Most Czechs see the European Union subsidies as economically beneficial, but they know almost nothing about the way they are distributed, according to a poll conducted by the STEM polling institute.
“Czechs have a very vague idea of the ratio of payments and revenues of the Czech Republic to and from the EU budget. Almost half of the citizens (45 percent) simply do not know, nor dare to estimate, how much money the Czech Republic receives from the EU. Thirteen percent of Czechs even think we contribute more than we receive. Eighteen percent think we contribute as much as we receive,” says the poll.
Since 2004, the Czech Republic received over 1.4 trillion korunas (€56 billion) through EU funds, while contributions to the EU budget amounted to almost 617 billion korunas (€24.7 billion).
This means that by the end of 2019, the Czech Republic received over 809 billion korunas (€32.4 billion) in net profit.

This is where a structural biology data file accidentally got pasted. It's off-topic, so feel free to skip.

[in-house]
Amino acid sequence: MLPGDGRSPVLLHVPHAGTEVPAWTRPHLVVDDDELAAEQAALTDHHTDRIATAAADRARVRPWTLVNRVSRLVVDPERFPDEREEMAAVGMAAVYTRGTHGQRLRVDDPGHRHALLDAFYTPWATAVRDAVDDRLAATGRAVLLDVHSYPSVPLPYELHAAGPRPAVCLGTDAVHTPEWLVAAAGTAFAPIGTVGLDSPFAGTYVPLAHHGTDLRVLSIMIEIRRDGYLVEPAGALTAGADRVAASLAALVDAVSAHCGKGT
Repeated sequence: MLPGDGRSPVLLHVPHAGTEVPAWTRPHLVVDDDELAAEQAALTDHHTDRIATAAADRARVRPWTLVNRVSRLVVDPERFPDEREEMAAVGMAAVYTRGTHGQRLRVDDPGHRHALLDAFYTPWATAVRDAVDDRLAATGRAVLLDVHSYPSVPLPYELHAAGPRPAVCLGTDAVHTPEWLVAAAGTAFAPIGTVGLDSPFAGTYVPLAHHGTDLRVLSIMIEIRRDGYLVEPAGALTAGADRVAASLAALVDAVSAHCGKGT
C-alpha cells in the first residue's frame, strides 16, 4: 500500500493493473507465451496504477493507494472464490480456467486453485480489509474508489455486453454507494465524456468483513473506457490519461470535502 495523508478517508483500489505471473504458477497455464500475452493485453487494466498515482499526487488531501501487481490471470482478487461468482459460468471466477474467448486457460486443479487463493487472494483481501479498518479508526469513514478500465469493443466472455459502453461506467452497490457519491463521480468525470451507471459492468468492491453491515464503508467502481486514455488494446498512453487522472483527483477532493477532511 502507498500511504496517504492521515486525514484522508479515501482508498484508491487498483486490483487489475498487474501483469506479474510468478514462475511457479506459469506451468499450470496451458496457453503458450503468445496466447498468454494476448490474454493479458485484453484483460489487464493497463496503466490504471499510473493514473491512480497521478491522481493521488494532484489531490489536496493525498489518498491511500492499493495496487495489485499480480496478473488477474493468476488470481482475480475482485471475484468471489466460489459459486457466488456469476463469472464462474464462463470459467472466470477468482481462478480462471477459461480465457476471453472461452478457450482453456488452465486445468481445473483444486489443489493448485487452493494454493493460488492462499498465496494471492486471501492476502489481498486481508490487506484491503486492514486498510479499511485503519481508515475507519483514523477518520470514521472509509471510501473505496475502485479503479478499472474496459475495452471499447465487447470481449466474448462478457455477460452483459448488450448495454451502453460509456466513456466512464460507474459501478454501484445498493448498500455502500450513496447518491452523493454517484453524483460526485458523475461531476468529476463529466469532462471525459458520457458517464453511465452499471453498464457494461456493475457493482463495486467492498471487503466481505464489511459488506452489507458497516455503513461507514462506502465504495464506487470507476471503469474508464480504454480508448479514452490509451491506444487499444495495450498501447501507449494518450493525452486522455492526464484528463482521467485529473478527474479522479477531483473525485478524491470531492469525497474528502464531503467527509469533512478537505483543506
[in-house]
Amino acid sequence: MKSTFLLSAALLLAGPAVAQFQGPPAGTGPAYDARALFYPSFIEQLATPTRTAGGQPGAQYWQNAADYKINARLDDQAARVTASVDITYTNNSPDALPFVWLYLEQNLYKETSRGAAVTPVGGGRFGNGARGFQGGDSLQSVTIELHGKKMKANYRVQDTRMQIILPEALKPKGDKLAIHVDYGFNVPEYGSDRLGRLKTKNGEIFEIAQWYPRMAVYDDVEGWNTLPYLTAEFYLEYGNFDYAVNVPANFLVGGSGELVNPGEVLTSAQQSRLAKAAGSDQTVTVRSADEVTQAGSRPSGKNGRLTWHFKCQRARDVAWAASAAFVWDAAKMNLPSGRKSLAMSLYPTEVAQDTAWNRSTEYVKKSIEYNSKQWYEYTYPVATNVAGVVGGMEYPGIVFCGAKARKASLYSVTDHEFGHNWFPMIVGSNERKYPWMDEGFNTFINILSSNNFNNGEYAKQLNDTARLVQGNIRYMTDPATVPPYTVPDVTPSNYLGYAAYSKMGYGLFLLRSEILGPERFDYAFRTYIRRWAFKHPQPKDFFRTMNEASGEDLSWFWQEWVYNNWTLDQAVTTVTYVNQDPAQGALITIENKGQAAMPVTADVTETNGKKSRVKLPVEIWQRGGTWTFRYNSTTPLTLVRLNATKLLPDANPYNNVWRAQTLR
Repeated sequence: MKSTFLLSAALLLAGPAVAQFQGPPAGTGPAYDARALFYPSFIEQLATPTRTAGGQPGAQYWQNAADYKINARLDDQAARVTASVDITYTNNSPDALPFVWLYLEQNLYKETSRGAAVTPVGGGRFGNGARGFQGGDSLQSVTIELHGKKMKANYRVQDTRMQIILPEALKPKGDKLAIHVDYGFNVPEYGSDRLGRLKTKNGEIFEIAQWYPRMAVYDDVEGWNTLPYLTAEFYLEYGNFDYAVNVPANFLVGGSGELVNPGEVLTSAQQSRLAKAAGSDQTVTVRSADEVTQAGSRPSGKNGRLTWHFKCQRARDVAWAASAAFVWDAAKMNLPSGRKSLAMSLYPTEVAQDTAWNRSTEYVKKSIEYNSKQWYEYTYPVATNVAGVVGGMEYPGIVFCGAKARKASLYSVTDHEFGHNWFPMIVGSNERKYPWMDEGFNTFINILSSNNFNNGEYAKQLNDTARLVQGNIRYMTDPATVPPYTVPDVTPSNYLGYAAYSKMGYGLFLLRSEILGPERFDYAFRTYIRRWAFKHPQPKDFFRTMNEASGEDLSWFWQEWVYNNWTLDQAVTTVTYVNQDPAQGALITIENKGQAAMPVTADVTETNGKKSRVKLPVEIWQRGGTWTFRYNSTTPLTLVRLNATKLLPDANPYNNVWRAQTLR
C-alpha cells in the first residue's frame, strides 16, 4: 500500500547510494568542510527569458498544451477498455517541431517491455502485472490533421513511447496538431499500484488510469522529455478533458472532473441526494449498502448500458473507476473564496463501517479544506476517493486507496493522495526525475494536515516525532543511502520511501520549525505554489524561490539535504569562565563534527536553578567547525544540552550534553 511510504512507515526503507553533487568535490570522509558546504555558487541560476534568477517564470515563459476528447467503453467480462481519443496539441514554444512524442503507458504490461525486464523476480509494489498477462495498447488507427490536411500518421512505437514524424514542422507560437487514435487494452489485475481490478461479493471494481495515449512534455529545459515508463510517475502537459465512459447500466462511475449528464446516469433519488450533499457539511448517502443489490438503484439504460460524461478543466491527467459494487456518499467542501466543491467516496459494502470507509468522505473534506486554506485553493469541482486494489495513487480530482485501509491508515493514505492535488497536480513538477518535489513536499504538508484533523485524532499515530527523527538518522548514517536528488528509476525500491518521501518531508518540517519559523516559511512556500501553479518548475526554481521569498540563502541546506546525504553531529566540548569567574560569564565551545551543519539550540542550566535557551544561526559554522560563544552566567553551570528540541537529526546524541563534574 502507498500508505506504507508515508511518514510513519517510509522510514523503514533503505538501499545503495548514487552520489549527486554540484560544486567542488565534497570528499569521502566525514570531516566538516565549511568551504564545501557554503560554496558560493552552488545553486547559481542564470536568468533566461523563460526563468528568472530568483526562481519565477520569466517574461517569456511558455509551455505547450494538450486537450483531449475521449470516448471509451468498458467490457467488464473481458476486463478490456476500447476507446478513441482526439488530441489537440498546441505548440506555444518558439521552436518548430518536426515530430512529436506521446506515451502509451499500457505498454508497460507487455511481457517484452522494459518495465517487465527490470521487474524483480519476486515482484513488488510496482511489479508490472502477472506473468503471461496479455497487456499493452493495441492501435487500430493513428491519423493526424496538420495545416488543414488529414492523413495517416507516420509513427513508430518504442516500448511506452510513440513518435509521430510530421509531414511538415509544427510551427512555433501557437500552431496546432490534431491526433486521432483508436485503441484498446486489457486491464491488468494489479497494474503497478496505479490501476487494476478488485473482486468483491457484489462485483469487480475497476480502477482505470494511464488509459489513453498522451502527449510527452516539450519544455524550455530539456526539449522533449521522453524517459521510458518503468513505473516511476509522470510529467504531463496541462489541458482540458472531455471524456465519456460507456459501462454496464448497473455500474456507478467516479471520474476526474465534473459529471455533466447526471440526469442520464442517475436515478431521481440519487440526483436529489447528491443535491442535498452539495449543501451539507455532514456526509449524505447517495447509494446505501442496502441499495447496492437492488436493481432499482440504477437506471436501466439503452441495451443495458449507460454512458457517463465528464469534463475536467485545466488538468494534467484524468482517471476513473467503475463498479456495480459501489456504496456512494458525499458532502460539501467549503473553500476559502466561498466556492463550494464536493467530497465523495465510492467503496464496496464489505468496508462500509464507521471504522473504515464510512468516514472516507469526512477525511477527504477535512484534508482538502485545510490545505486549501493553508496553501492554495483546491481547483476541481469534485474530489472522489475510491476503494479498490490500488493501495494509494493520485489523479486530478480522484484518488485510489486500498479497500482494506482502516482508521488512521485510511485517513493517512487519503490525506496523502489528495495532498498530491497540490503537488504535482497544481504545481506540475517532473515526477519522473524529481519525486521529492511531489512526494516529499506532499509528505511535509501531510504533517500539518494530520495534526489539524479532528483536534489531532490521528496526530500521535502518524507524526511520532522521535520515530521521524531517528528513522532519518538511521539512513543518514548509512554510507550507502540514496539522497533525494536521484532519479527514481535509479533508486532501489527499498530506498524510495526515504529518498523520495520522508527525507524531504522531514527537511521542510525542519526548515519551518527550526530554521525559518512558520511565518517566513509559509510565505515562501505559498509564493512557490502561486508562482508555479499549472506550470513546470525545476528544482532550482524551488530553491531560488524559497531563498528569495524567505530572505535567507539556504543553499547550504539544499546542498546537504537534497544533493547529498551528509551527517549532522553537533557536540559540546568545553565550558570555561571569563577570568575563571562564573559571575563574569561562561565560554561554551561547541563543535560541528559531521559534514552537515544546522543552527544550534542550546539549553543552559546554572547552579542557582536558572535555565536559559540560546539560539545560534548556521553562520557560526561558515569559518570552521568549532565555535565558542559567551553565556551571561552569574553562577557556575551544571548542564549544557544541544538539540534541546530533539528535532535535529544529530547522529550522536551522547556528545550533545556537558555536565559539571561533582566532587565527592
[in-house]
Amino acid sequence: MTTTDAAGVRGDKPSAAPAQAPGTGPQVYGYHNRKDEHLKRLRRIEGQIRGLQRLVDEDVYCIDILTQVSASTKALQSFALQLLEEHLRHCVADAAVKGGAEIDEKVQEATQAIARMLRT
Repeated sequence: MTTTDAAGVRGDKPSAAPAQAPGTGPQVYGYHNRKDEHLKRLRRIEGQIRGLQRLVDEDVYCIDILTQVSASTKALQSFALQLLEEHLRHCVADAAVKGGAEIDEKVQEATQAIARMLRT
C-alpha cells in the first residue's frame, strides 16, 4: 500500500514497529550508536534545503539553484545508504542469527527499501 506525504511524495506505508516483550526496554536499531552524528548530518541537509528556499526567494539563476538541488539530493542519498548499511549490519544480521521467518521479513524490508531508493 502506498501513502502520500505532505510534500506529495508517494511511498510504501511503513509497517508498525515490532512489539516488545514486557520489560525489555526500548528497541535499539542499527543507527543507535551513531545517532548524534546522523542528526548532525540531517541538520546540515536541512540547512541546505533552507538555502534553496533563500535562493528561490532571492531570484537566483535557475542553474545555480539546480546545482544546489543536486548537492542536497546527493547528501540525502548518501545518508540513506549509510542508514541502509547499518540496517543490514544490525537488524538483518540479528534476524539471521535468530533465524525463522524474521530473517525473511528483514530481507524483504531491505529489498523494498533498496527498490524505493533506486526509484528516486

However, Czechs do not even know that the Czech Republic will be also a net beneficiary after the currently discussed EU budget is approved. Only 7 percent of respondents think that the Czech Republic will receive more than it contributes.
Although Czechs do not know much about how the EU funds work, they consider the EU subsidies beneficial. Overall, 68 percent of respondents support the EU subsidy system, while less than a third of the respondents (32 percent) have the opposite opinion.
Czechs are very skeptical about the meaningfulness of the subsidies. About 70 percent of people consider them ineffective, with 30 percent of Czechs having the opposite opinion. More than half of the people (52 percent) cannot remember a specific project co-financed by the EU.
Hence, numerous signs along roads, at playgrounds, hospitals, schools, and other infrastructure advertising that they were built with EU funds seem to have fallen flat.